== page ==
This interview was published in the Ergon Magazine SMART insights 2021. Order your free copy now ->
Sandra Tobler is CEO and Co-Founder of cybersecurity specialist Futurae Technologies AG. She recognised the potential of IT early on but became a businesswoman purely by chance. She partied with Silicon Valley entrepreneurs and was one of the pioneers of the Swiss fintech scene. She doesn’t let a visual impairment get in her way as she maintains a keen sense of balance between technology and humanity.
Ms Tobler, how did you end up in IT?
I studied international relations in Geneva, focusing on business but with a minor in IT. I soon became convinced that innovative IT would be a competitive advantage in all areas of business one day.
Did anything make a particular impression on you?
I remember years ago reading a case study about an Indian village that bought a laptop that everyone could use. It meant that they could compare the prices they were charging for their goods with those elsewhere. I thought: “Wow! New technologies can really change lives!”
That was the age of the dotcom bubble.
It was. I'd finished uni and was temping at the WEF, where I got to hang out and be inspired by so many charismatic individuals from the tech scene. I went to parties with one of the founders of Google and there was always the feeling in the air that the world was about to change. Shortly afterwards I joined IBM, where I spent six years immersing myself in all aspects of IT.
Where did your career go from there?
Later I looked after the internationalisation of businesses and the IT sector at Switzerland Global Enterprise. In 2013, I organised a trip for the Swiss fintech delegation to London. Things were moving faster there in terms of the interplay between financial innovation and financial service providers. It was a huge opportunity for Switzerland, too. From that point on my mission was to get behind this kind of progress for us. At first, I worked out of Switzerland, then later from San Francisco for the Federal Department of Foreign Affairs.
“Passion is what fuels the business rollercoaster. It also helps to maintain your self-confidence.”
You met your co-founders in America.
I actually wanted to sign on with a tech firm that was operating where politics and strategy intersect. But start my own company? Never. A mutual friend introduced us, and we hit it off right away. We also had similar visions for IT security. We founded the ETH spinoff Futurae Technologies AG a short time later.
What was your IT security vision?
We all took the same view, that we had to re-think customer security entirely. We needed a whole new approach that was more agile and more progressive. Authentication standards are advancing all the time because there are more and more digital services. That said, not even the best security will work if its users don't apply it properly. Equally, if the user is smart enough they'll get around the most secure system there is.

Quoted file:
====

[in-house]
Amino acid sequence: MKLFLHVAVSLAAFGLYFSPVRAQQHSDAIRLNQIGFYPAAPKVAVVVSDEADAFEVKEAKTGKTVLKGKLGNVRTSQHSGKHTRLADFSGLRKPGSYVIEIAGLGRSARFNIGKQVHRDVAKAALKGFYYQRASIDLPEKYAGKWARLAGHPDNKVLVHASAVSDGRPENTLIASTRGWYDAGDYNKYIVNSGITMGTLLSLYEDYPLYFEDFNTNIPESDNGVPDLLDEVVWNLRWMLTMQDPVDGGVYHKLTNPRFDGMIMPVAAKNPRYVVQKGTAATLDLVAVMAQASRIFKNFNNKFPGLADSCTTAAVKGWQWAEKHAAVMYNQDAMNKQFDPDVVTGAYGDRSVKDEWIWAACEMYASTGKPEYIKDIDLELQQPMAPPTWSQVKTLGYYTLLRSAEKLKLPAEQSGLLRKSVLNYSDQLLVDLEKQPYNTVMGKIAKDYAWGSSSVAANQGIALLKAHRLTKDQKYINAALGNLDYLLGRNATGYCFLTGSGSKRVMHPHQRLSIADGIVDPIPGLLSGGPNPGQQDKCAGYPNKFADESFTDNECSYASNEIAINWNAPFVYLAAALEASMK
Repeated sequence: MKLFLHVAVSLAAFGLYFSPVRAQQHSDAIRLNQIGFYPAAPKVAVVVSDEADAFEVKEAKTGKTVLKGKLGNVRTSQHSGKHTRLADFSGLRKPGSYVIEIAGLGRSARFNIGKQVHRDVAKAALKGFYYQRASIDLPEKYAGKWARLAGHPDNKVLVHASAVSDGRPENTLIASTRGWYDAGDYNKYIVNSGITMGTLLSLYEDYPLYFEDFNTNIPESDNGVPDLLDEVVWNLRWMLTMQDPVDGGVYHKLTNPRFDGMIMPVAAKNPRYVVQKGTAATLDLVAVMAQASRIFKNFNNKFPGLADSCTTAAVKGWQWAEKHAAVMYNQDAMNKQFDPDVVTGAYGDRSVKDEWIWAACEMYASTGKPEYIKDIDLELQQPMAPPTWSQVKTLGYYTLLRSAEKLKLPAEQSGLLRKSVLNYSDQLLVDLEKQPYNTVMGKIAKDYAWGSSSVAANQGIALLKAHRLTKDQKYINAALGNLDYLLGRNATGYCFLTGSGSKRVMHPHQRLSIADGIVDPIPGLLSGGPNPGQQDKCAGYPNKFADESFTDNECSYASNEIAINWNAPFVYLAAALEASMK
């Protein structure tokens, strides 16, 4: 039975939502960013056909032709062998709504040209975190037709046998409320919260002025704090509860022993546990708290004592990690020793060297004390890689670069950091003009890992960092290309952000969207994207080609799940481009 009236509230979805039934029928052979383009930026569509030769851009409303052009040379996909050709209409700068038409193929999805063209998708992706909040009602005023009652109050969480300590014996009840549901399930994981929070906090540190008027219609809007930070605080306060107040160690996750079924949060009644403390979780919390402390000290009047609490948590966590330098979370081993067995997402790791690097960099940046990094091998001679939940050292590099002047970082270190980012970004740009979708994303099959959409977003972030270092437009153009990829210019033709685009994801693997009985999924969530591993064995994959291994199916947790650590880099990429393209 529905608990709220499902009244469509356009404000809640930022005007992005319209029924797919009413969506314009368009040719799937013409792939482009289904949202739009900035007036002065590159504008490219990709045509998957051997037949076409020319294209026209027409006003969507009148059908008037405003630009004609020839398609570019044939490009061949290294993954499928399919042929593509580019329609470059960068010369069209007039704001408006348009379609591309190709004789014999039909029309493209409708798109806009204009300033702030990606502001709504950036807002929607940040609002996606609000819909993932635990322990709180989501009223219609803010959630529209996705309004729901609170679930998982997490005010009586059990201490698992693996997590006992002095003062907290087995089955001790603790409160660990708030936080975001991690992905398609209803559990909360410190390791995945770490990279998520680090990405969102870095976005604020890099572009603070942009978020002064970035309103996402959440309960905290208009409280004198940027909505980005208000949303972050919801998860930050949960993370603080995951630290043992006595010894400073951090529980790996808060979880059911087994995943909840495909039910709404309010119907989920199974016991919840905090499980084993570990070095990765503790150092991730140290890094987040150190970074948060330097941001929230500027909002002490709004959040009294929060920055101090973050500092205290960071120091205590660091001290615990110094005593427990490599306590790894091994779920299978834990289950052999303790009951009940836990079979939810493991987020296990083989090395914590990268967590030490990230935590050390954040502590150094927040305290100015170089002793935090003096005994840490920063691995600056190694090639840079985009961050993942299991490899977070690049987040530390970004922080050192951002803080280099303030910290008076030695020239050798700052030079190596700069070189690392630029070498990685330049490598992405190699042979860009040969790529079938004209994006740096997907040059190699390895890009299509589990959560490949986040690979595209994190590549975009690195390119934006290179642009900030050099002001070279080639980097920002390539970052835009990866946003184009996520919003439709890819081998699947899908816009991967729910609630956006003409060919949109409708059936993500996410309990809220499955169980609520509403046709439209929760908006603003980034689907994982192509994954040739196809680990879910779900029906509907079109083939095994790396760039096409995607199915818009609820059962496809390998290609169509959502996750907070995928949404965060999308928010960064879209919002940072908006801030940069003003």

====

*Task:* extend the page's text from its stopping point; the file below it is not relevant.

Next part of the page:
Describe your launch in the world of start-ups.
At the beginning you've no customers and no name. We had a clear vision and a prototype but it was a long way from being a useable product. Bit by bit, we worked out exactly what we wanted to achieve, from the brand to the team to the investors. Doing that, we were very aware that our decisions would have lasting consequences. We are grateful that we were quickly able to gain customers who believed in us and we had support from Venturekick and F10 start-up schemes but it was mainly perseverance. Working hard and creating our own luck was what got us furthest.
What were the greatest challenges?
IT security can be a tricky business because you rely on the complete confidence of your customer. That's especially true of Switzerland because people are risk averse and tend to be sceptical about new technologies. In the early stages you have to make so many fundamental decisions, all of which have a big effect on the whole team. It demands a huge amount of mental energy.
How would you describe working with Airlock?
It's so great to have a partner that embodies and lives similar values. Airlock shares our expectations where security and data privacy are concerned, focuses on the customer, and where the engineering is concerned believes as firmly as we do in Switzerland as a business location. Our cultures are the perfect fit. The balance between technology and humanity is key.
How have you found working from home?
The pandemic is a disaster. To be honest, though, working from home is relatively pleasant for me. I have a visual impairment, so my eyesight's only 60 per cent. Travelling and events are hard work and time-consuming, so I find it easier to be at home.
Thank you for being so open. You can't tell.
I have a very limited field of vision. If you hold something out to me I often won’t see it. That's why I frequently ask for help with basic things, like getting up on to a dark stage to make a speech. I don't mind asking but others find it hard. The more I share my own story, the more I hear similar ones. Nothing inspires me more than talking to interesting people.
What should the entrepreneurs of the future know?
Passion is what fuels the business rollercoaster. It also helps to maintain your self-confidence. In over-cautious Switzerland, in particular, all too often you'll hear that something is a bad idea, it will never work, so don't bother. You have to rise above that and just do it.